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Keep those struggling at front and centre of GST debate

19 October 2015

Discussions about the Goods and Services Tax in the media lately have in many cases failed to place the GST in the much needed, broader tax debate.  We keep being diverted about possible GST rates of 12% and 15% and indeed 20% along with a notion that increasing the GST will fix most, if not all, of our budget woes. It won’t. It certainly won’t deliver the “lower, simpler, fairer tax system” that the Treasurer keeps on about, and it won’t deliver the “mark of our humanity to look after those most vulnerable” spruiked by the Prime Minister when opening an aged care facility recently.

We are yet to hear any detailed proposals on how the extra income raised will be spent.  Some recently reported possibilities are to address the budget bottom line, or as a trade off against the removal of a plethora of state taxes. We’ve heard some sensible arguments about using the increased GST revenue to address basic health services and education, but not a lot of detail. Nor have we heard much detail regarding how compensation packages for those already disadvantaged and vulnerable will work.

People with multiple sclerosis (MS), their carers and families are keen to get these details. MS, like other neurological and neuromuscular conditions is expensive. Even with financial support regular visits to doctors, neurologists and other health specialists is expensive; balancing the cost of medicines, aids and equipment and other costs is a daily worry. Those with MS living on a disability or aged pension struggle as it is and are fearful of talk of a rise in the GST, without knowing if they will be compensated and how.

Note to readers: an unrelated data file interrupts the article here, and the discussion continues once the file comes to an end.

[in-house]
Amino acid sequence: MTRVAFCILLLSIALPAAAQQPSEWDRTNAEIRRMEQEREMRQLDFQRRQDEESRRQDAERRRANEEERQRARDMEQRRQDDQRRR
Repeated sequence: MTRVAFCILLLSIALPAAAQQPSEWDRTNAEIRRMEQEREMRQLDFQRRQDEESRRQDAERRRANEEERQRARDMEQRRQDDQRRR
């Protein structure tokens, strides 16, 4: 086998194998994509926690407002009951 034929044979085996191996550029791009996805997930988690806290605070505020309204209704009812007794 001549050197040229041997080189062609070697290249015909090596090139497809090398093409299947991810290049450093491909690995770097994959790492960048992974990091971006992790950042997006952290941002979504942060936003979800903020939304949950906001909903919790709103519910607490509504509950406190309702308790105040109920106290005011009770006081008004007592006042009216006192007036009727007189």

The recent proposal from the Treasurer to extend the GST to healthcare will add to this burden.

People with MS need to plan their lives.  Keeping in mind that diagnosis of MS is typically between 20 and 40 years of age, that 75% of people diagnosed with MS are women, and that 50 to 80% of people with MS cease to work full-time within 10 years of diagnosis, there are some serious life choices, decisions and plans to be made.  We need to be able to reassure people with MS that the health and social services sectors will support them now and in the future.

At least the GST conversation is finally addressing the “income” side of the national budget equation and has to some extent broadened the Federal Government’s focus on cost-cutting.  MSA commends the work that ACOSS is doing on behalf of many of us in the not-for-profit sector in calling for comprehensive tax reform and taking the opportunity to really think about all the aspects of what a fairer taxation system might look like.

Let’s keep the taxation conversation lively, and keep the impact on those who are struggling at the front and centre of the debate.